Saskatchewan

The Nature Conservancy of Canada's (NCC's) first project in Saskatchewan occurred in 1982 — a quarter-section of native grassland in the Qu'Appelle Coulee. NCC now conserves more than 60,703 hectares (150,000 acres) of the province’s most ecologically significant land and water.

Stories from the Field

Two bee hotels decorated by conservation volunteers (Photo by NCC)

Two bee hotels decorated by conservation volunteers (Photo by NCC)

Hotels with a lot of buzz

NCC staff and volunteers build bee hotels for solitary native bees to nest. Continue Reading »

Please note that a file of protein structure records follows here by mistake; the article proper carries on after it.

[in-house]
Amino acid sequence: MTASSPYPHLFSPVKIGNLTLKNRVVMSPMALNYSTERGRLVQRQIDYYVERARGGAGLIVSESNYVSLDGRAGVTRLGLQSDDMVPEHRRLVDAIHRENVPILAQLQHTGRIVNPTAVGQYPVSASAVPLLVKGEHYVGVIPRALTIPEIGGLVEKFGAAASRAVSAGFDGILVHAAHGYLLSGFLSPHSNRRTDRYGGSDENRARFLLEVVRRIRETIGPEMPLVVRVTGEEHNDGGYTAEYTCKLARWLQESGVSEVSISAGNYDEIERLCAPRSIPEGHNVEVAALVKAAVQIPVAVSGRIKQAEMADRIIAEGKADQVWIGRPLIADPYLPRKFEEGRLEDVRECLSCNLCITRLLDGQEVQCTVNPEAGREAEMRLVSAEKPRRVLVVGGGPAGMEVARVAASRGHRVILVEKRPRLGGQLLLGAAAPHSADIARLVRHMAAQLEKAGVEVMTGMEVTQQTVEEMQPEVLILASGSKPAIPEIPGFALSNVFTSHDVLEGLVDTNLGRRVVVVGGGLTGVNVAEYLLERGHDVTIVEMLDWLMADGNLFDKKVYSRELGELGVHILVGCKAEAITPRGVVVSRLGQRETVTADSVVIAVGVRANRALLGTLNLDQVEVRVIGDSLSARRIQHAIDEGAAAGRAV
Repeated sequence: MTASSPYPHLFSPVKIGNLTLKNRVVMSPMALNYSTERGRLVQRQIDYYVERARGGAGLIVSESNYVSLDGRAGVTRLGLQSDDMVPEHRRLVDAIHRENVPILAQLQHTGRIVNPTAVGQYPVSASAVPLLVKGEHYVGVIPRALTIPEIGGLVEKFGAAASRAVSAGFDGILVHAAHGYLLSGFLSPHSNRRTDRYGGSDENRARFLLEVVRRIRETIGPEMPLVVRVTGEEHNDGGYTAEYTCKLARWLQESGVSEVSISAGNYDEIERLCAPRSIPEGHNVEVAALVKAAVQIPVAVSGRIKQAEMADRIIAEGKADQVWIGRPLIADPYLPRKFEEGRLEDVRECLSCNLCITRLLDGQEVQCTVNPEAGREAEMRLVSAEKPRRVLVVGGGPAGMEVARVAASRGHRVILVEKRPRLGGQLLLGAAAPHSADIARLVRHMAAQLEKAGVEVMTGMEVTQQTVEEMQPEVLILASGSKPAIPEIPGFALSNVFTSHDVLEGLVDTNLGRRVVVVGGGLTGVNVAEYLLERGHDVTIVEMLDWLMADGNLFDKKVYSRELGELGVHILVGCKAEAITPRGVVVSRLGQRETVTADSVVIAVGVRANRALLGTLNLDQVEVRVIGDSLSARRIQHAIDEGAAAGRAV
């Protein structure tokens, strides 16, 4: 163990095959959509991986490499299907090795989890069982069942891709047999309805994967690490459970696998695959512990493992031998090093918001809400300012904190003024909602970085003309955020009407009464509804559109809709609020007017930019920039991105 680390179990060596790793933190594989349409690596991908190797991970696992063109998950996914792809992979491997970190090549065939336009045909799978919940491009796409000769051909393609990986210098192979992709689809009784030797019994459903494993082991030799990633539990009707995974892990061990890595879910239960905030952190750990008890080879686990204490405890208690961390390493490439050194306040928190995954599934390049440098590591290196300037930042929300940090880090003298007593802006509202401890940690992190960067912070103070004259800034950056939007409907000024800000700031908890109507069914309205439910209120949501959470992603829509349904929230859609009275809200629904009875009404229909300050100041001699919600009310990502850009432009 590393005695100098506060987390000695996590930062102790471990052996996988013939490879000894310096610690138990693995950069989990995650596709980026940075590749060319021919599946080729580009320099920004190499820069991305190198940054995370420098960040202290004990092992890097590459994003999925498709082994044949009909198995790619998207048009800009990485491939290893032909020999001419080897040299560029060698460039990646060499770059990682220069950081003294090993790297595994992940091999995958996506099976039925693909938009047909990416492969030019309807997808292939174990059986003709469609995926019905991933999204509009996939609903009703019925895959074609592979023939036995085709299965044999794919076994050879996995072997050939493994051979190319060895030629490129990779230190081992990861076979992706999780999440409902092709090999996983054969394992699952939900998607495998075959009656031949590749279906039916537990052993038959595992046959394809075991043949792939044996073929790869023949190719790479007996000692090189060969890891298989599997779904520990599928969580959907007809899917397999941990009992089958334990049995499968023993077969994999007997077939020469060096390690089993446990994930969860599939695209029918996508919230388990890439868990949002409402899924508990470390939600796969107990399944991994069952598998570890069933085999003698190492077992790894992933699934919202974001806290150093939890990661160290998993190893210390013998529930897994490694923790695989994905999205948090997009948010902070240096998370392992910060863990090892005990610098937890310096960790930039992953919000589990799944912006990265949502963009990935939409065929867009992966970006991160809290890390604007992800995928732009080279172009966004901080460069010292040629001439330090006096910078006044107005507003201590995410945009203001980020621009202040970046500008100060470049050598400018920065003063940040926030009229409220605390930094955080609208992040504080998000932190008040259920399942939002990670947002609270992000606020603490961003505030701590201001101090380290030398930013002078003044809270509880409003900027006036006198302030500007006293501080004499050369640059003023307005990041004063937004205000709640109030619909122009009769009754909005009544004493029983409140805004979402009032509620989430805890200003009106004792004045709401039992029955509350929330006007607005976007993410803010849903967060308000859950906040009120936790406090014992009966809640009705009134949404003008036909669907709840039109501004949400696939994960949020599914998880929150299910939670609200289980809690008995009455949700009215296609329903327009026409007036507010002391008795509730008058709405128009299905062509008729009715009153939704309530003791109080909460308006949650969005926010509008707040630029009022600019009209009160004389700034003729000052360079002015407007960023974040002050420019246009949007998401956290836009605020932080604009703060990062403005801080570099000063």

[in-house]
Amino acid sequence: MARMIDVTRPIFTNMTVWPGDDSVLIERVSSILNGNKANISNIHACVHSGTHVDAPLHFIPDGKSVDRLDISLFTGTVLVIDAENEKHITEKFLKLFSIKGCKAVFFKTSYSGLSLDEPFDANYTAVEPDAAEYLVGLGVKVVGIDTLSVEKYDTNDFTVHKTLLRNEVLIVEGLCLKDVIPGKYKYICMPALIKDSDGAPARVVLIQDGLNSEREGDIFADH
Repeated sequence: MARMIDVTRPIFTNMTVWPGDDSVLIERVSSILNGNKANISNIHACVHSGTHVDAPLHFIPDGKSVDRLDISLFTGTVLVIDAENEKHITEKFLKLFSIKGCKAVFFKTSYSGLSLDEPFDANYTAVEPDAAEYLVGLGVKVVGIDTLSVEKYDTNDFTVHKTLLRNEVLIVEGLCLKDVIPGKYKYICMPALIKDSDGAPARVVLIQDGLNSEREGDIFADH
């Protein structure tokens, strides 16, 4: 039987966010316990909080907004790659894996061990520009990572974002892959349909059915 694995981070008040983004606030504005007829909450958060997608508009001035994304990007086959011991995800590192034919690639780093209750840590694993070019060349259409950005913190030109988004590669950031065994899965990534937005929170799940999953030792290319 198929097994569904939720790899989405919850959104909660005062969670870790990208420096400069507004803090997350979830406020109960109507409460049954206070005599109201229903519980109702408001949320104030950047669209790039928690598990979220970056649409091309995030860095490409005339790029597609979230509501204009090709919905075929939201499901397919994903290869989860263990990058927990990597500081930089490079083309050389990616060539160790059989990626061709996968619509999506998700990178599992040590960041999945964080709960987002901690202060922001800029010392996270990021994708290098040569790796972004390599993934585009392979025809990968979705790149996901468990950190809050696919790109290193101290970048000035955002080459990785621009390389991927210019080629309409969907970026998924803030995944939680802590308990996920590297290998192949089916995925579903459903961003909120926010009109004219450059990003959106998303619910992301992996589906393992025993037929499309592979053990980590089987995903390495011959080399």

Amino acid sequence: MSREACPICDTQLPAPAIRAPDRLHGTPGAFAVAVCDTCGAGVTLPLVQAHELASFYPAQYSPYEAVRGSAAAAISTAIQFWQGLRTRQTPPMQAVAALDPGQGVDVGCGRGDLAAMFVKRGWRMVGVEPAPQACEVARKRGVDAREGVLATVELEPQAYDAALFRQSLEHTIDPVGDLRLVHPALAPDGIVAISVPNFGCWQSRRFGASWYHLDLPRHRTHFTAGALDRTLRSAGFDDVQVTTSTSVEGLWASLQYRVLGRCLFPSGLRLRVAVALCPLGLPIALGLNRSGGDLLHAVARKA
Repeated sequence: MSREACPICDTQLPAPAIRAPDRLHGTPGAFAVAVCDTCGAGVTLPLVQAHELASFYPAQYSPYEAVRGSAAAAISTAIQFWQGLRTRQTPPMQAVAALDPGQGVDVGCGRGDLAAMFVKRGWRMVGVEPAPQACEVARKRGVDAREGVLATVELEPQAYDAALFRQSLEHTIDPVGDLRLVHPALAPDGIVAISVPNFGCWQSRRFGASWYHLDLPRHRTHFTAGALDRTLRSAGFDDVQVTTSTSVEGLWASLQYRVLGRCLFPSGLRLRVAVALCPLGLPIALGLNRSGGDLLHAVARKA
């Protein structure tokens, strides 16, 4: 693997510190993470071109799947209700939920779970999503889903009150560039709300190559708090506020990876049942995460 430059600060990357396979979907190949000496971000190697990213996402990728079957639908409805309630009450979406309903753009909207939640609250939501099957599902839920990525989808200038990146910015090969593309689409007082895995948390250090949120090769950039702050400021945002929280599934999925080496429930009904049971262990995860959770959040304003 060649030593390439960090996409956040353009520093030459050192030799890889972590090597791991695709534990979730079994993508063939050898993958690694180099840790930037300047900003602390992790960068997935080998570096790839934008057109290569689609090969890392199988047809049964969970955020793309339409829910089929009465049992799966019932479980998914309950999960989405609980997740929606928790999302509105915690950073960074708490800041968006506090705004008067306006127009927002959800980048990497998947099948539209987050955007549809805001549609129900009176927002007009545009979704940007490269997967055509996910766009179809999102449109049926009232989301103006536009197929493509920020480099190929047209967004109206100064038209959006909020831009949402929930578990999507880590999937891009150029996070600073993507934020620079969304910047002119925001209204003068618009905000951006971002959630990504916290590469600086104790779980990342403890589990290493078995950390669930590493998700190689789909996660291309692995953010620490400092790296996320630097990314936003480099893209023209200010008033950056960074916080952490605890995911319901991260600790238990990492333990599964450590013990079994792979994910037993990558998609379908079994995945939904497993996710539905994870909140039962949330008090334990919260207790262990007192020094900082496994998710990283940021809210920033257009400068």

Western meadowlark (photo by Jason Bantle)

Western meadowlark (photo by Jason Bantle)

Volunteering to save the birds

NCC staff perform surveys called "point counts" each summer to contribute to scientific knowledge of the state of Canada's birds Continue Reading »

From Our Blog

Blue orchard mason bee (Photo by Robert Engelhardt)

Blue orchard mason bee (Photo by Robert Engelhardt)

Making friends with the solitary bees

September 17, 2019

When you think of bees, your mind probably goes to honey, hives and stingers. But what if I told you that there was a species of bee, native to the Saskatchewan prairies, that didn’t make honey, live in a hive or (usually) sting? Mason bees... Continue Reading »

Supporter Spotlight

http://www.natureconservancy.ca/en/what-you-can-do/donate/Monthly_gift.html